To answer that question, we must examine the reasons behind the price drops. First, there is a slowdown in the US economy and consumer demand compared to the start of 2022. Throughout most of 2021, massive delivery delays and inventory shortages plagued retailers and manufacturers. This situation made them more than willing to pay record-breaking contract rates to secure space on containers before the peak 2022 Fall and Winter shipping seasons. According to Norway-based firm Xeneta, long-term shipping rates for goods per container from China to the Us West Coast nearly tripled to $7,981 from June 2021 to June 2022.

The entire supply chain felt the impact of these prices, and ultimately end consumers were left disappointed by the lack of inventory and anticipated holiday discounts.

Given these factors, Levy maintains that the continued drop in spot market rates will force carriers to renegotiate their long-term contract rates. Why? Because some of their customers have built-in rider clauses connected to spot rates. At the same time, other customers might abandon contracted rates and move to the spot market to cash in on the downward rate slide.

The drop in shipping costs also implies that inflation in the freight sector will hopefully stabilize after two years of increases. However, even if they are higher than before the pandemic scrambled global supply chains, the trend favors importers.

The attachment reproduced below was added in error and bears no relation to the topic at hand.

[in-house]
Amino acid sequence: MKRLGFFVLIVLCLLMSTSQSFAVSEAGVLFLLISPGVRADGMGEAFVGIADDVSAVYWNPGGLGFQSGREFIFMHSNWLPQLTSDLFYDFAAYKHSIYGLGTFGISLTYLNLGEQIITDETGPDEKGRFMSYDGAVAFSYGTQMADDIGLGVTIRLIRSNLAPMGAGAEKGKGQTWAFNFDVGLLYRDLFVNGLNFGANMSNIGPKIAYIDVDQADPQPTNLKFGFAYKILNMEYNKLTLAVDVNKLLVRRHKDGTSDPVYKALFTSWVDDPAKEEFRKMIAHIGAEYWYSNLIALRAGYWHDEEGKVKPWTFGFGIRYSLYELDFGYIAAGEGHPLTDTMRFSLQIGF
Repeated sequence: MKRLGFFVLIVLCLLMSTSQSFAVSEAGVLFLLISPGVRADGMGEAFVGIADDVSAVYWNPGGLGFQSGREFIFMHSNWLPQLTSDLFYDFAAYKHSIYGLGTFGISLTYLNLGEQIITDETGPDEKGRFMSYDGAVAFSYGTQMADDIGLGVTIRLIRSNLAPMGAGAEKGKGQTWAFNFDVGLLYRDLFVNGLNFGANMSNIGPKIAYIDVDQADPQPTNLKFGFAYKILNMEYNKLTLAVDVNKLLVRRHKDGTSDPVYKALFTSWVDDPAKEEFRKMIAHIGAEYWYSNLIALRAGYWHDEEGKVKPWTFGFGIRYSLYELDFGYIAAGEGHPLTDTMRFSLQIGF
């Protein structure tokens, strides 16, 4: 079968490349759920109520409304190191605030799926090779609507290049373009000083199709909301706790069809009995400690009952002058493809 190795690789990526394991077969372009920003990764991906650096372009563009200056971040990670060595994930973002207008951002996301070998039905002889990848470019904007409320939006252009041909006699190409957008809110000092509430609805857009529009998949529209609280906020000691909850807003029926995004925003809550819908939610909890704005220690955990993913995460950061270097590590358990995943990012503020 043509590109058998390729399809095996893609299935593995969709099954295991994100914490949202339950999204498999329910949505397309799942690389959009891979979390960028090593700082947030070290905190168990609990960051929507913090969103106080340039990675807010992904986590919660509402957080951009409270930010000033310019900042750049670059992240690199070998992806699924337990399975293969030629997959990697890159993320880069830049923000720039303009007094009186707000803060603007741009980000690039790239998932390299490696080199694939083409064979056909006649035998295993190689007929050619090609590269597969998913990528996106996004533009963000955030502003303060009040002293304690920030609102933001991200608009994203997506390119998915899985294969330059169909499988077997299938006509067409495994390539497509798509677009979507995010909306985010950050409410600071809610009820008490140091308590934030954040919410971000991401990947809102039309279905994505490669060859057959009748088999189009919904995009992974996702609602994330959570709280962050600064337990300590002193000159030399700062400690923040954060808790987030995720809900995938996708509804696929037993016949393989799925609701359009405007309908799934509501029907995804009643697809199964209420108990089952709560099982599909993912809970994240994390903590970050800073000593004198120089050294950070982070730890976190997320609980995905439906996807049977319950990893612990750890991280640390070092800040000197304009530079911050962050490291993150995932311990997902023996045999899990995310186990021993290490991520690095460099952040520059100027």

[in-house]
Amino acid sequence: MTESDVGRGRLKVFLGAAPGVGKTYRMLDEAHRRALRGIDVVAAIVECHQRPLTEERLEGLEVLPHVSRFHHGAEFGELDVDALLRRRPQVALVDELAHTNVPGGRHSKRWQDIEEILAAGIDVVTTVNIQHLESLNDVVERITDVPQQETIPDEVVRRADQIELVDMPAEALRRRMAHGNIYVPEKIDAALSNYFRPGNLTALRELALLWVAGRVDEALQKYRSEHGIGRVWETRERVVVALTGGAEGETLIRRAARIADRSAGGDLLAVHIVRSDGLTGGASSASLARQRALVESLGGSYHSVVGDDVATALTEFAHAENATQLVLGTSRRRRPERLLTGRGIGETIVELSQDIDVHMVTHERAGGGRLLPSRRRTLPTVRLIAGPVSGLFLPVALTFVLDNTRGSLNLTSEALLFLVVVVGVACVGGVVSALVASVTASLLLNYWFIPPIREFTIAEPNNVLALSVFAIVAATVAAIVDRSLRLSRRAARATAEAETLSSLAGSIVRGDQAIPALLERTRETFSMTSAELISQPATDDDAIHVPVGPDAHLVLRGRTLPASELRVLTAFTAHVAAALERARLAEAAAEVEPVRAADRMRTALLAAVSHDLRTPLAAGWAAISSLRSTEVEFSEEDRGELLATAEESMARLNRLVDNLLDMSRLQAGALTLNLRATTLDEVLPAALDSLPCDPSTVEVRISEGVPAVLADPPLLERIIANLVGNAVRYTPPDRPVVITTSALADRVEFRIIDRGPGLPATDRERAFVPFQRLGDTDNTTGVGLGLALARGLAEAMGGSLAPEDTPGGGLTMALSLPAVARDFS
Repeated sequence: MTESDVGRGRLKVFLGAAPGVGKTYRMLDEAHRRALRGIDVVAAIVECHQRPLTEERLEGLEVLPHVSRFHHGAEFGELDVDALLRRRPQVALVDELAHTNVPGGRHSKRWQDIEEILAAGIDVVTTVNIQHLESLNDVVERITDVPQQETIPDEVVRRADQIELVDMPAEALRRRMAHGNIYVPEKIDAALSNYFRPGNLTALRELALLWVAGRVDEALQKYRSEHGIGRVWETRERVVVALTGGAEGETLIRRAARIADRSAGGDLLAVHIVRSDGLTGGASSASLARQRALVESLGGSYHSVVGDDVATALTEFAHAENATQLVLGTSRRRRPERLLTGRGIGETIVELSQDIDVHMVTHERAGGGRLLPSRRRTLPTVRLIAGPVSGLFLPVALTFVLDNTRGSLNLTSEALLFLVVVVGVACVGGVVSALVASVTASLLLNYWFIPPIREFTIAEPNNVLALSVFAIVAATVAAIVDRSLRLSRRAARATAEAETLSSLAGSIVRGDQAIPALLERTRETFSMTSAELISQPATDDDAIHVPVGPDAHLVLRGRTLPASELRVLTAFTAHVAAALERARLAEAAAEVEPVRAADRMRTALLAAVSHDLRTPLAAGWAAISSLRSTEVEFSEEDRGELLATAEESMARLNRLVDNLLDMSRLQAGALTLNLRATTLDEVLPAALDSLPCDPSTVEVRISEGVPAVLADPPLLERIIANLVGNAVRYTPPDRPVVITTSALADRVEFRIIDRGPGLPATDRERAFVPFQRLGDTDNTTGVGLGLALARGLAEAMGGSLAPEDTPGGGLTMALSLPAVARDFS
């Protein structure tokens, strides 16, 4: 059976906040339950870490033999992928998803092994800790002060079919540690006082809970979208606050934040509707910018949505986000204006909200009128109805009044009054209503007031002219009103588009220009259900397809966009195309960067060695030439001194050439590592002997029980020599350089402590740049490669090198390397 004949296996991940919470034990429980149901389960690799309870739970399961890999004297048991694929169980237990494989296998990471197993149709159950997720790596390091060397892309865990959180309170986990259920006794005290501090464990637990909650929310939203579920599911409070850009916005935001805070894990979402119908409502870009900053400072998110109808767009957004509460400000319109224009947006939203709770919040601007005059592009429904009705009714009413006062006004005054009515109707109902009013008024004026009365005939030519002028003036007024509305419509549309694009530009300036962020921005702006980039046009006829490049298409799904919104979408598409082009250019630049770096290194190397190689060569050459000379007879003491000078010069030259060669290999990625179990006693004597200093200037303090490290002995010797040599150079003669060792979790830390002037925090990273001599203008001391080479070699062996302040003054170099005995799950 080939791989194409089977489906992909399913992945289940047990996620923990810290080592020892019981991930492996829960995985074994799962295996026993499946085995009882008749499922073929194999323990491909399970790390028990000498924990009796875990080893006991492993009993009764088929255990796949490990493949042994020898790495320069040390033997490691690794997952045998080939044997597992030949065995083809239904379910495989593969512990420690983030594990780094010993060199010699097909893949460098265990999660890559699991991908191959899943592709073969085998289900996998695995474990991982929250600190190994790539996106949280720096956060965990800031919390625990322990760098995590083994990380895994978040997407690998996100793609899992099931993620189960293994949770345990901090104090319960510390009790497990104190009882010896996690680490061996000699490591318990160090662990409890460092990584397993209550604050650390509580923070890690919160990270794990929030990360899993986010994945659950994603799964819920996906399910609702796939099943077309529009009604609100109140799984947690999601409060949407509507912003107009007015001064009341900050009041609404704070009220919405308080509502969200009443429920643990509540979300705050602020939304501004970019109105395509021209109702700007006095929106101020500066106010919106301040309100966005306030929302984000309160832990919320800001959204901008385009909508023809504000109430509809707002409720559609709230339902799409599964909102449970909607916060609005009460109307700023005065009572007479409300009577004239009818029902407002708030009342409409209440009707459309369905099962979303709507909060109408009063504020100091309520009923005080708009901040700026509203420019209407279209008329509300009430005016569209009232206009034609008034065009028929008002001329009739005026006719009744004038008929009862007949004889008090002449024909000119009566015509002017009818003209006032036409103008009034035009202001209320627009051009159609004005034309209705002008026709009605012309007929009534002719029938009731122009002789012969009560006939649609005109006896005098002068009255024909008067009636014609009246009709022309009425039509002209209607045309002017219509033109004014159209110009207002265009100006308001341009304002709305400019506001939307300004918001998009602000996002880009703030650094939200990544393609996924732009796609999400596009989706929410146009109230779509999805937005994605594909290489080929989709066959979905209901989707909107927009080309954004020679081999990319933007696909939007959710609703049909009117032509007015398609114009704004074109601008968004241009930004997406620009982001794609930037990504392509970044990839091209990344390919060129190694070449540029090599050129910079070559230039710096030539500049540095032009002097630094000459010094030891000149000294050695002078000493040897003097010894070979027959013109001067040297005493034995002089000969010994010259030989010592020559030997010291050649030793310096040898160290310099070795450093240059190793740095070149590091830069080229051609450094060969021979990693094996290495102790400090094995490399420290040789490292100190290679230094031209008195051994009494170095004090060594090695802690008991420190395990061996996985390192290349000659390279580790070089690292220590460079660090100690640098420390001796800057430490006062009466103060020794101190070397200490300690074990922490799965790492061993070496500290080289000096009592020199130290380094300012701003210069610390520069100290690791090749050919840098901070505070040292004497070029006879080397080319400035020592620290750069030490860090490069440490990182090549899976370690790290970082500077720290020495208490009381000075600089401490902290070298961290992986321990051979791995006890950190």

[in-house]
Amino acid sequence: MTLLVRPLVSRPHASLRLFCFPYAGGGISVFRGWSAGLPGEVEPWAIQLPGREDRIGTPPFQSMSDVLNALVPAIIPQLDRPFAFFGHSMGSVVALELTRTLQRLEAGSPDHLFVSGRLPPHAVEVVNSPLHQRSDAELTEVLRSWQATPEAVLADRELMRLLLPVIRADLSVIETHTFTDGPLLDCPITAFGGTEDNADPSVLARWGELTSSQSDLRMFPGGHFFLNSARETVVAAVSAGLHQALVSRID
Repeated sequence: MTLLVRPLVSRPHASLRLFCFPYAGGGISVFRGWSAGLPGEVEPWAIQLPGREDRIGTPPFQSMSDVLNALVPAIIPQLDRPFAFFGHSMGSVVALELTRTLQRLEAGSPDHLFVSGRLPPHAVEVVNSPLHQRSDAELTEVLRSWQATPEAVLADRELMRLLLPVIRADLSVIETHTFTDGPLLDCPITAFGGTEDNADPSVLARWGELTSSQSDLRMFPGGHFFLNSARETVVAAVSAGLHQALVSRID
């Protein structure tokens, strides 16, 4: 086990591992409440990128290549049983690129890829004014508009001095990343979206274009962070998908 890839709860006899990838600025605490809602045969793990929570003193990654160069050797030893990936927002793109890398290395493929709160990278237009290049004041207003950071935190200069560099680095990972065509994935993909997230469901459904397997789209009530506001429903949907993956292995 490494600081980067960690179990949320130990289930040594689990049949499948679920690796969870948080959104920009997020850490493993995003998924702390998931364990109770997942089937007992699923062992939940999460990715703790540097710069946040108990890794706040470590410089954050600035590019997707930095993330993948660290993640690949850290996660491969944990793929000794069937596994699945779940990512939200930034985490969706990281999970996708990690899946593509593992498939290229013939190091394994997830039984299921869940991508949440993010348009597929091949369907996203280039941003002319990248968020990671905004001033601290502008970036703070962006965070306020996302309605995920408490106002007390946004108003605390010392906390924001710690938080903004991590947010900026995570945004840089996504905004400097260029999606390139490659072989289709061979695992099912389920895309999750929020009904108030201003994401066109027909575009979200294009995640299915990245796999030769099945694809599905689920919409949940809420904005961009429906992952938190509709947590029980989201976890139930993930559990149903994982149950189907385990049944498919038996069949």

Economic factors

As mentioned, the US economy is showing mixed signals. On the one hand, the US Department of Commerce reports that in May, imports of consumer goods dropped by around $1.5 billion, mainly of expensive items like TVs and furniture. Yet, container import volumes remained strong while congestion at East Coast ports increased. The National Retail Federation, on the other hand, expects import volumes to drop compared to August-November 2021.

The trucking industry is also facing softening demand. As a result, trucking spot rates are dropping along with freight rates. According to DAT Freight & Analytics, trucking spot rates dropped 22% in H1 2022 – with May marking the first time in two years since they fell below contract rates. By June, average contract rates for dry van trucking, the most commonly used method to move a load, was $2.93 per mile, 17 cents more than $2.76 per mile on the spot market.

However, while DAT Chief Scientist Chris Caplice expects contract rates to drop this year as spot rates drop, shippers will not gain if diesel prices don’t come down. Currently, carriers are hitting shippers with fuel surcharges of around 80 cents per mile, crushing out any cost benefits from decreasing rates.

Who benefits most?

So, who wins in this freight rate turnaround? Xeneta Chief Analyst Peter Sand says the smaller shippers don’t have access to the contract market. Also, the more prominent clients of container services will win as some mix spot-market coverage with contracted volumes on those trades not essential for their business.
As far as who loses? Besides carriers forced to lower rates, Sand says freight forwarders selling on the spot lose as they purchased container space from a carrier at a fixed and more expensive rate.